- Firefighting dry chemical powders (DCP) (PDF 56KB). This classification is for firefighting dry chemical powders (DCP) listed in Table 1 of this classification. Firefighting DCP becomes prescribed industrial waste when removed from fire extinguishers during routine refill and maintenance; and/or mixtures of firefighting DCP formulations. Firefighting DCP that have been managed in accordance with the conditions of this classification are classified as Category C prescribed industrial waste. Published in Government Gazette S262 (PDF 290KB, Victoria Government Gazette).
- Ceramic-based fibres (PDF 42KB) Category C. Ceramic-based fibres with physico-chemical characteristics similar to those of asbestos are a prescribed industrial waste, and when destined for landfill must be packaged in accordance with the Industrial waste resource guideline 6.1 Asbestos transport and disposal. Once appropriately packaged, these wastes are classified as Category C wastes. Published in Government Gazette G24 (PDF 573KB, Victoria Government Gazette).
- Absorbent materials (PDF 45KB) Category C. Significant amounts of absorbent materials include; rags, wipes, booms, matting and spill control products generated as a result of maintenance, production or process activities and/or emergency response are to be managed as prescribed industrial waste in accordance with this classification. The use of absorbent materials should be avoided through prevention measures, other means of cleaning or recycled or sent for energy recovery where possible.
This classification applies to absorbent materials contaminated with solvent and oil (C6-C36 petroleum hydrocarbons, synthetic and natural oils), inks, dyes, pigments, paints, lacquers and varnish and are classified as Category C wastes if they are free of liquid and do not display any hazard characteristics, in particular, are not flammable.
Absorbent materials with other contaminants not listed above must be assessed using EPA publication 996 Guidelines for hazard classification of solid prescribed industrial wastes, which has been replaced by the Industrial waste resource guideline 6.3 Solid industrial waste hazard categorisation and management. Published in Government Gazette G24 (PDF 573KB, Victoria Government Gazette).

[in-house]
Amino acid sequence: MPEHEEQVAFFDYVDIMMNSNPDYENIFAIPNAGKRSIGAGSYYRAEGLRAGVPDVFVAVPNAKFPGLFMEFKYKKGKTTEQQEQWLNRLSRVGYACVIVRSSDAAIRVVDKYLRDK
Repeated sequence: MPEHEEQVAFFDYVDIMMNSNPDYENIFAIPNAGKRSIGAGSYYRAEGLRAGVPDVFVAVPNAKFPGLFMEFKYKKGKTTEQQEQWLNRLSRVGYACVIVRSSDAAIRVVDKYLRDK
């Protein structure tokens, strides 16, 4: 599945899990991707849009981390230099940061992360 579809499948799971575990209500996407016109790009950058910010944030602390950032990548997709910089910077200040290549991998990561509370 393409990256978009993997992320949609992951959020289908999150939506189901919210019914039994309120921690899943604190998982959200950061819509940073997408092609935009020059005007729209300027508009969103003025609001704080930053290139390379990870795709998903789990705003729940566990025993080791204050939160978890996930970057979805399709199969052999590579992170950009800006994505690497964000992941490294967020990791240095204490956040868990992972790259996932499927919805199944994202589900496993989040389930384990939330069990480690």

- Packaging wastes (PDF 49KB) Category C. Packaging wastes may include small containers, bulk bags, internal liners with solid PIW residues (i.e. trace amounts of the original product remaining in packaging after emptying).
This classification does not apply to packaging where the quantity of PIW is greater than a residue. These wastes must be assessed to determine the hazard category of the waste itself, rather than the packaging using the Industrial waste resource guideline 6.3 Solid industrial waste hazard categorisation and management.
EPA has banned large steel or plastic containers contaminated with prescribed industrial waste from landfill and mandated that these wastes must be reused or recycled. See the Industrial waste resource guideline 4.3 Large Containers with PIW. Published in Government Gazette G24 (PDF 573KB, Victoria Government Gazette).
- Arsenic and arsenic compounds contained in sand, rock and mine tailings from the City of Greater Bendigo municipality (PDF 52 KB). The classification applies to arsenic and arsenic compounds contained in sand, rock and mine tailings generated in the City of Greater Bendigo Municipality. Published in Government Gazette S51 (PDF 290KB, Victoria Government Gazette).
The following classifications have been revoked (effective 1 July 2009) as these values have been amended. Refer to the Industrial waste resource guideline 6.3 Solid industrial waste hazard categorisation and management.
- Antimony and antimony compounds
- Barium and barium compounds
The animal effluent and residues classification has also been revoked (effective 1 July 2009). Solid residues from animal effluent including abattoir effluent, poultry and fish processing waste is considered commercial food waste (provided the solid residues have not undergone any treatment or chemical addition), which is an industrial waste under the new Regulations.